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World’s 10 Most Unusual Hotels

They say that travel is about the journey, not just the destination. But if you’ve ever arrived at your destination only to find out that your hotel room is dingy, dirty, and miles from all the action, it’s time to take matters into your own hands. An increasing number of hotels are positioning themselves to be more than just a place to sleep—they are the action. You may have heard of the ice hotel in Sweden or even funky spots like the Dog Bark Park in Cottonwood, Idaho … but here are few more unusual hotels to inspire your next trip. 1. To the Lighthouse Love all things nautical? Then try sleeping in a lighthouse.

There are actually dozens of lighthouses around the world that welcome overnight guests, but at Brown’s Point Lighthouse in Tacoma, Washington, you get to be the lighthouse keeper. This 30-foot concrete structure is perched by Commencement Bay and the keeper’s dwelling (at right) was recently restored for overnight stays. Guest participate in the “keeper program,” in which they maintain the lighthouse and hold public tours. This job is designed for at least two people, and six maximum, making it a great educational experience for families. Rates range from $500-$700 per week.

253-927-2536, www.pointsnortheast.org 2. Go Climb a Tree If it seems like the days of kids clambering up trees and running around outdoors are a thing of the past, skip the sedentary vacations and force them out – and up. The Cedar Creek Treehouse is a private mountain retreat in the woods of Mt. Rainier, located 50 feet up in a 200-year-old Western Red Cedar tree. Owner Bill Compher built the treehouse himself, making it large enough to accommodate up to five people. There’s a bathroom, kitchen and dining area, not to mention skylights and an observatory 100 feet up that offers great views from all around. Though it’s a safe climb up, kids under 10 are not allowed inside the treehouse. Rates are $250 for two people, and $25 for each additional guest.

360-569-2991, www.cedarcreektreehouse.com 3. All Aboard the Romance Train To conjure up the romantic days of train travel, why not cozy up inside an actual train car for the night? The Northern Rail Traincar B&B in Two Harbors, Minnesota, is made up of connected rail cars with 18 guest rooms. The Porter Suite sleeps two and includes a dinette and a private bath for $109-$139. Located on 160 acres of forested land (about 25 minutes outside of Duluth), you have access to Lake Superior and Gooseberry Falls, plus outdoor activities like hiking and golfing. 877-834-0955; www.northernrail.net 4. Were You Raised in a Barn? Located on the Puget Sound, just a ferry ride away from Seattle, is a quirky little spot designed for two.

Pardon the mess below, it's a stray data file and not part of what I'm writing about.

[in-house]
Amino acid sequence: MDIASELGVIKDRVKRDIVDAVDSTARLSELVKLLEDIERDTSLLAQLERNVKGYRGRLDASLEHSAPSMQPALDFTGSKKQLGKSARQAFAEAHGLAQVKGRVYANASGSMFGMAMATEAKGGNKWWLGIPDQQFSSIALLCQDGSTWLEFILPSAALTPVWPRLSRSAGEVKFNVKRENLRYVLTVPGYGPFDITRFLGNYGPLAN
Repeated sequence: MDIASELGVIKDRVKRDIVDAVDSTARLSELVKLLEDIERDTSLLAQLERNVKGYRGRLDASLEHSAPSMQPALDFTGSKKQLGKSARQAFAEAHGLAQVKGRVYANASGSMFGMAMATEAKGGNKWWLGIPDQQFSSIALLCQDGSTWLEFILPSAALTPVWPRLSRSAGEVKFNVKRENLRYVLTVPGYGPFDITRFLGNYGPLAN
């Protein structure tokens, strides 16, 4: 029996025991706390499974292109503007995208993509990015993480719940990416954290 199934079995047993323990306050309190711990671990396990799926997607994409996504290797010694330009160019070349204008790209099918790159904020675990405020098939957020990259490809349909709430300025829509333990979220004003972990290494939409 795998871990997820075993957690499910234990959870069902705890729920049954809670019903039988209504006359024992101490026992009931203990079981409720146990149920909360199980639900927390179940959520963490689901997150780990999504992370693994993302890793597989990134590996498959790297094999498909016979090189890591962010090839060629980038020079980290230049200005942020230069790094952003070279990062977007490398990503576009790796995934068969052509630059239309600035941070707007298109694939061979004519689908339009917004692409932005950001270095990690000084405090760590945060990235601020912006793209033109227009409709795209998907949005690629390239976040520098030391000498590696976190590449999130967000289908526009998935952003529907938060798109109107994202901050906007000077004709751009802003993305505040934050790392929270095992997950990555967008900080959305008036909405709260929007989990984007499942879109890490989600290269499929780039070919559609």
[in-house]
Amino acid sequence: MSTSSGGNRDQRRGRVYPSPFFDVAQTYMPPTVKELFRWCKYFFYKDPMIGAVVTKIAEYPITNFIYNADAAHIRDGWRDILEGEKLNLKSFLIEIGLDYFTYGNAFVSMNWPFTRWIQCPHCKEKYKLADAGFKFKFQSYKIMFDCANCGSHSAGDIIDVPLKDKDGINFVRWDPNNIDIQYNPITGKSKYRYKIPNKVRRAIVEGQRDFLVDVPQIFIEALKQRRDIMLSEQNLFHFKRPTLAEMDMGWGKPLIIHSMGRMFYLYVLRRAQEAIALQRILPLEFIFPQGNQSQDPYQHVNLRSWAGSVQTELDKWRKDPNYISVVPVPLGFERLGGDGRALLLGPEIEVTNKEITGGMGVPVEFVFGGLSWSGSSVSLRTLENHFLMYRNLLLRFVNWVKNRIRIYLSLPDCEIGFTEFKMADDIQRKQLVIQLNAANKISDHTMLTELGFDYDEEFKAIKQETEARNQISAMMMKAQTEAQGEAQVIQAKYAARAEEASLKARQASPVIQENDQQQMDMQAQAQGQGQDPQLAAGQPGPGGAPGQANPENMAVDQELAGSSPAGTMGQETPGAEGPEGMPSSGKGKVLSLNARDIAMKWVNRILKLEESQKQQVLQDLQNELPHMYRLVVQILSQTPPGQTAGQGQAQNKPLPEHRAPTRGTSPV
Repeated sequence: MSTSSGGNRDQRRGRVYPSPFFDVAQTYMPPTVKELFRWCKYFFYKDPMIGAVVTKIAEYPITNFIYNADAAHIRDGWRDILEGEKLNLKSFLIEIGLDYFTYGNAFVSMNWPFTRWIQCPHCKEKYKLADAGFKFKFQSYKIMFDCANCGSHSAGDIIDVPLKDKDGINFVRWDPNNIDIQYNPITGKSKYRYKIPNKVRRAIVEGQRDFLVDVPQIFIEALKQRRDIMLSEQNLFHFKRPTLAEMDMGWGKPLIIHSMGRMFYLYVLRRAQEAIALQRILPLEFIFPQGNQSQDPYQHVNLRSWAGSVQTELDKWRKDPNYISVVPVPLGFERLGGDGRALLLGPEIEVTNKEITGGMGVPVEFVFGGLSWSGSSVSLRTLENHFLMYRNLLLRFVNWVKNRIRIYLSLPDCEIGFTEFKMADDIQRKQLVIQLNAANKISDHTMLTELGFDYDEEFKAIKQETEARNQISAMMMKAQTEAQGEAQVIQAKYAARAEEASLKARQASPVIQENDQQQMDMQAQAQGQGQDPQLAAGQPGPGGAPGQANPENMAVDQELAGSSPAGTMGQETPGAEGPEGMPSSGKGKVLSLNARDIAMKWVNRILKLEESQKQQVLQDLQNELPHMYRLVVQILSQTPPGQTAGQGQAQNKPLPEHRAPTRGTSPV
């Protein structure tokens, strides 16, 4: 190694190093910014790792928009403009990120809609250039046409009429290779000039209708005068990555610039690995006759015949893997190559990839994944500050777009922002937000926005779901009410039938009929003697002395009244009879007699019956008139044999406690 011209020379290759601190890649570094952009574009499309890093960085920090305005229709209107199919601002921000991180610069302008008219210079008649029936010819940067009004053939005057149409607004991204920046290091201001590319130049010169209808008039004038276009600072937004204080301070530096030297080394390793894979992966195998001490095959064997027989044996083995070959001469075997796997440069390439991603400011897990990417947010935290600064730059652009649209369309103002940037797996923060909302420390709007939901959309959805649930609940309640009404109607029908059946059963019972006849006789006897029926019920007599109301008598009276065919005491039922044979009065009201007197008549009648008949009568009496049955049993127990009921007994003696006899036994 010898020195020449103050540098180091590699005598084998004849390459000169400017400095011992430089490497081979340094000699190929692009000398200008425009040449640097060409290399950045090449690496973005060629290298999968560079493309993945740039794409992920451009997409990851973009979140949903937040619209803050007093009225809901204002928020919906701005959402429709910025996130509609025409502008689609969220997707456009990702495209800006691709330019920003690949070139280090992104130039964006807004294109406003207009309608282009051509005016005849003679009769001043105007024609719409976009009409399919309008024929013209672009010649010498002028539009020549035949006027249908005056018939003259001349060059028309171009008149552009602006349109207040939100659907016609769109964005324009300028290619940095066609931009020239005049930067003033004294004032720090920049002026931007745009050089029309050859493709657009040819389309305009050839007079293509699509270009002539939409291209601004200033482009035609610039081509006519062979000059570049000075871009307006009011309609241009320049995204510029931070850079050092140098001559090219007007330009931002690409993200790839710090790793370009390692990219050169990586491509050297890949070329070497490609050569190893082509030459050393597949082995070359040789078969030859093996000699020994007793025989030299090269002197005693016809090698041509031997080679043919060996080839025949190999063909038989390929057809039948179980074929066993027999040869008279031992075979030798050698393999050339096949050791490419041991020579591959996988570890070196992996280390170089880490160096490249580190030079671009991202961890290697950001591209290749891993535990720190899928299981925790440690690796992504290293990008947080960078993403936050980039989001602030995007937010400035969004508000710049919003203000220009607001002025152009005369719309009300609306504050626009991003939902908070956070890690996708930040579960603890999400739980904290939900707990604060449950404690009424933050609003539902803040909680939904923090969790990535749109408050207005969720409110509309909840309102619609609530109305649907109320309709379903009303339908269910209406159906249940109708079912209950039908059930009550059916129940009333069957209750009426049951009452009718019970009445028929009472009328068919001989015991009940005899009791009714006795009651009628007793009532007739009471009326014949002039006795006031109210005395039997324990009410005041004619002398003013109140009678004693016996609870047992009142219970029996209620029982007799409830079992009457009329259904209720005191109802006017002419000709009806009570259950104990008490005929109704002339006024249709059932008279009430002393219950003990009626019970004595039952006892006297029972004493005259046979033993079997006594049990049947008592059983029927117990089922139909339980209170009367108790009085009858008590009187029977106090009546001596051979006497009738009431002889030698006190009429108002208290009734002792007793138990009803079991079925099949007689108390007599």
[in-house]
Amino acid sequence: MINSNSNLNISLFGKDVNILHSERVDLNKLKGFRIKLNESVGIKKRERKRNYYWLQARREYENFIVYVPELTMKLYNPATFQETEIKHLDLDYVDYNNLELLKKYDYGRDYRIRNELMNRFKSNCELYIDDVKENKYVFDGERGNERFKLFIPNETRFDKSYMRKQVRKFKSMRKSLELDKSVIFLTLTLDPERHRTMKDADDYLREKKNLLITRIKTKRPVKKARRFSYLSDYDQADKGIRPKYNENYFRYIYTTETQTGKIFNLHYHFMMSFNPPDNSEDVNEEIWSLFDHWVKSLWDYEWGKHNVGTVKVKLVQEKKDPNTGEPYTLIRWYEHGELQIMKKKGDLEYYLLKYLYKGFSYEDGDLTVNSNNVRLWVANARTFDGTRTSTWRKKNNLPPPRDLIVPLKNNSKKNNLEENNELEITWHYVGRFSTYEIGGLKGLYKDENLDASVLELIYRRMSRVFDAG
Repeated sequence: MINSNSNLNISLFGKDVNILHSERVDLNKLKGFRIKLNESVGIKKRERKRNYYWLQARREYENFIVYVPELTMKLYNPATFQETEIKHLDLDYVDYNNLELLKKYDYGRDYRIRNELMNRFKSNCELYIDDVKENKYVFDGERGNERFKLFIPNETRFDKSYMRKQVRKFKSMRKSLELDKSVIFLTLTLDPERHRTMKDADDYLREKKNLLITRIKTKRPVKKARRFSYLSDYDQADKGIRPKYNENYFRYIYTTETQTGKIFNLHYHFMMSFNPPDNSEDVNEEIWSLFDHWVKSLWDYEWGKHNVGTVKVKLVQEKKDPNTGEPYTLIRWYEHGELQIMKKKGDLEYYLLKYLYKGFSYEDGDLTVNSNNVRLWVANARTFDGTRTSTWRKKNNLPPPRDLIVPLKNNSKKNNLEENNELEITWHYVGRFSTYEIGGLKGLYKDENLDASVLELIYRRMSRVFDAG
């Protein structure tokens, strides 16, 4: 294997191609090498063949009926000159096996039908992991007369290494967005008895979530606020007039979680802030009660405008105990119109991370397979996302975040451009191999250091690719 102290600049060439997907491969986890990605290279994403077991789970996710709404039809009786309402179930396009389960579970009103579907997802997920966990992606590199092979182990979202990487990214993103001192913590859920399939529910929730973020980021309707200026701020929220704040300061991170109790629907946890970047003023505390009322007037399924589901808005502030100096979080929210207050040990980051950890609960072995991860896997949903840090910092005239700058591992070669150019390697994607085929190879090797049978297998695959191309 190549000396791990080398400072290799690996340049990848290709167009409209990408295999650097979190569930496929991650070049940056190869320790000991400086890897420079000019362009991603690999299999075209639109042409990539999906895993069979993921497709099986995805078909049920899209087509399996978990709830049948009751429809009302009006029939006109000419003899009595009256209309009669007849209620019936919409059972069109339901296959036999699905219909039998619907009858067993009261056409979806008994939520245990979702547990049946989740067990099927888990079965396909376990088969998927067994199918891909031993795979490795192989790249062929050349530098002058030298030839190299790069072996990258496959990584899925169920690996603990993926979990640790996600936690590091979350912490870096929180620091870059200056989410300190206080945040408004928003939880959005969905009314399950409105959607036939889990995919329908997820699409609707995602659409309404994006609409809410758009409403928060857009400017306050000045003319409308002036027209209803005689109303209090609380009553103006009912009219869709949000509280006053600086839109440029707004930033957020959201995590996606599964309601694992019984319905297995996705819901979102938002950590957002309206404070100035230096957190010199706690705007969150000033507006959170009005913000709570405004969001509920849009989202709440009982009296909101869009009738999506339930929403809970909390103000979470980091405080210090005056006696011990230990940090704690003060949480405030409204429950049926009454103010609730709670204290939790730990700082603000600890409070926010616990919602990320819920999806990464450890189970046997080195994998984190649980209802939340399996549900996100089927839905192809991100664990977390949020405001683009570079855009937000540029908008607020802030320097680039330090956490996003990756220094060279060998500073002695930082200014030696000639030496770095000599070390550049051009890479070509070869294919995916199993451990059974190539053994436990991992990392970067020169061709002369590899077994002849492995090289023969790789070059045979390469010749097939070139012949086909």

The Big Red Barn Getaway is a real barn built in the 1890s which has been renovated into a tiny inn. You’ll be surrounded by miles of unspoiled nature (and may even catch sight of a Bald Eagle). The historic Victorian seaport of Port Townsend is a 10-minute walk away, and Fort Worden State Park is only two minutes away, with gorgeous beaches and plenty of hiking trails. 360-301-1271, www.BigRedBarnGetaway.com 5. How About a Yurt? Ever slept in a yurt? Even know what a yurt is? These round, canvas dwellings were created by Mongolian nomads more than 2,000 years ago; it’s an ingenious structure that sits sturdily on the ground and often can fit several people at once. Treebones Resort in Big Sur, California, has 16 yurts along the ridge above the Pacific Ocean, four of which can fit families. You’ll have the best ocean-view room in town. Rates are $170-$270 for two to four people, including a waffle breakfast.

877-424-4787, www.treebonesresort.com 6. Batting Around in a Cave You may not know that there are several underground hotels in Cappadocia, Turkey (a region in the middle of Turkey not too far from Ankara), but the most highly touted one of all is the Gamirasu Cave Hotel, which is located inside a restored, thousand-year-old Byzantine monastic retreat. There are 18 exquisitely adorned rooms, some of which were actually monk cells, which are carved into the cave or built with volcanic rock. Don’t worry, there is running water. Room rates range from about $110 for a double room to about $500 for a deluxe suite. www.gamirasu.


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